My name is Liana T. Burghardt and I am an evolutionary ecologist broadly interested in how the abiotic and biotic environment shapes the evolution of organisms (primarily plants and microbes). Currently, I am a post doc at the University of Minnesota in the lab of Peter Tiffin. Formerly, I was a graduate student at Duke University in the lab of Kathleen Donohue and a postbac in Johanna Schmitt’s lab. Feel free to explore this website to get a feeling for the questions that fascinate me and the projects that my collaborators and I have undertaken to address these questions. If you would like more information or are interested in collaborating, feel free to contact me at: liana.burghardt at gmail dot com
A Little More About Me….
I grew up in Knoxville, TN with my twin sister Karin. She is also currently in graduate school pursuing a Phd examining the effect of plant-insect interactions on nutrient cycling in the Schmitz lab at Yale (check out her website!). Our interest in plants and nature was fostered by both our parents and by the back drop of the trails and streams of the nearby Smoky Mountains. My interest in plants was apparent by the age of 10 when I became the defacto family gardener– this meant I transplanted things willy nilly around the yard. This fascination continued and in high school I spent many happy hours volunteering in the native plant garden at Ijam’s nature center.
For college I was fortunate to attend Carleton College in Northfield, Minnesota where I had the privilege of being taught by exceptional teachers, scientists, and naturalists such as Mark McKone and Susan Singer. I also spent a summer working in a plant development lab studying the genetics of the medicago trunctuala/rhizobia symbiosis. Aside from academics, I played Ultimate frisbee for the college team SYZYGY which was a superbly formative experience. While we were successful as a team, reaching nationals every year I was a member, this success was transient. The lasting lessons were the ones related to teamwork, communication, and perseverance. Through these women I learned to enjoy the process as much as the outcome. This focus on the enjoyment of process and the idea that we can do more together than we can separately has shaped my life today.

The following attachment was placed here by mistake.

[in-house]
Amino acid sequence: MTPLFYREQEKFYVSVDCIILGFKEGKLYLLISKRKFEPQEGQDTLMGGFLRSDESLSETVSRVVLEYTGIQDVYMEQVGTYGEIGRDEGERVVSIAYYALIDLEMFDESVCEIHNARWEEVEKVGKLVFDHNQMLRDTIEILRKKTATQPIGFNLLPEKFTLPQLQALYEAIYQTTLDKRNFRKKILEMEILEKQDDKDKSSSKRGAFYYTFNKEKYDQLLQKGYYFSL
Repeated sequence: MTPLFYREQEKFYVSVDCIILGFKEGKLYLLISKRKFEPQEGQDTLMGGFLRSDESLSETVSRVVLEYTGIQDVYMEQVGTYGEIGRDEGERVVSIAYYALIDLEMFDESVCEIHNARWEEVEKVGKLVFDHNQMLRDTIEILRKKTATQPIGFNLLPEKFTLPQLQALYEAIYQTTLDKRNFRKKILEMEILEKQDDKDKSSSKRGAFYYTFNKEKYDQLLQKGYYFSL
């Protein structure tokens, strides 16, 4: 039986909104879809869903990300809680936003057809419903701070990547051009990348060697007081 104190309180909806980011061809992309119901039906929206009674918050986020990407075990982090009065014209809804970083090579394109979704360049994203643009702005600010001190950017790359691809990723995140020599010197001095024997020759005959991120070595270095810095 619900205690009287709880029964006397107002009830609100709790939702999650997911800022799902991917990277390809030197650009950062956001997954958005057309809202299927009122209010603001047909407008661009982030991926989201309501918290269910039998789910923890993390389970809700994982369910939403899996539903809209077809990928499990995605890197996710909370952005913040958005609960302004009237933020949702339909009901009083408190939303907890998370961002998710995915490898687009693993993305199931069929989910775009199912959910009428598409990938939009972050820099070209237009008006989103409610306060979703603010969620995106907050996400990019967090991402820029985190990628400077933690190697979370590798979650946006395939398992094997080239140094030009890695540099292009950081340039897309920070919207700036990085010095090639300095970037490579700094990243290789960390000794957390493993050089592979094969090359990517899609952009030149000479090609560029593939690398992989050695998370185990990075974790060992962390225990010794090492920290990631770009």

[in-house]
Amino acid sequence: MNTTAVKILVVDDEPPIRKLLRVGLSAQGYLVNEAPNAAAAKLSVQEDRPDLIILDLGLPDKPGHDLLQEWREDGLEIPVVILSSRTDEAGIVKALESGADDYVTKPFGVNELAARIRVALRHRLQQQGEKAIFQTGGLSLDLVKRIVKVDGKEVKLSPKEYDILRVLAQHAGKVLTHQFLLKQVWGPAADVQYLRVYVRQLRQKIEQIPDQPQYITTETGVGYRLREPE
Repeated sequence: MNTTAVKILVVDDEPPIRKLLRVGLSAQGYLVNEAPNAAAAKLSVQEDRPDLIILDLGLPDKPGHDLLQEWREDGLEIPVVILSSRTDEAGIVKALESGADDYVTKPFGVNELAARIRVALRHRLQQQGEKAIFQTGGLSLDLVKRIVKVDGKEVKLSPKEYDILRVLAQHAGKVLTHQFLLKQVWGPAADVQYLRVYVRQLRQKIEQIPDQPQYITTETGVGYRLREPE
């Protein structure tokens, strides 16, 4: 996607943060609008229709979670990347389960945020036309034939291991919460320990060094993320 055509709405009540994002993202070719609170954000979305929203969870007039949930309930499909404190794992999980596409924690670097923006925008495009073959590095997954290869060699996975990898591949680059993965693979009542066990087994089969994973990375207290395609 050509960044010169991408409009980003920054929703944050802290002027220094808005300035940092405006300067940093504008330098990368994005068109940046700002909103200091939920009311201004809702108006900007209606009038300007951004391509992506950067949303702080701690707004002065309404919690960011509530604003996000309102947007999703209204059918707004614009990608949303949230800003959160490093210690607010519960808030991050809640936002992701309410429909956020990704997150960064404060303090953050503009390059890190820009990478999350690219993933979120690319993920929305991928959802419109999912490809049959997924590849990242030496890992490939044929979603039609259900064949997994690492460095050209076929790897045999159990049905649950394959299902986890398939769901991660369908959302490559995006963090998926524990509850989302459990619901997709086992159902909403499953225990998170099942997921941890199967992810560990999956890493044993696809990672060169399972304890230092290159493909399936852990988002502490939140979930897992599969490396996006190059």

After college I spent several years at Brown University as a post-bac in the amazing lab of Johanna Schmitt (now at Davis) studying how flowering time in Arabidopsis thaliana responds to various environmental factors including temperatures that fluctuate through the day. While there I also coached the women’s ultimate B team at Brown.
In 2009, I joined the unique graduate community in the Biology Department at Duke University (and specifically the Donohue Lab) and moved to Durham, NC. In addition to thinking about my research, I spend lots of time in my garden. I loved living in Durham. If you ever visit be sure to check out the Durham farmer’s market, Eno river trails,and cozy.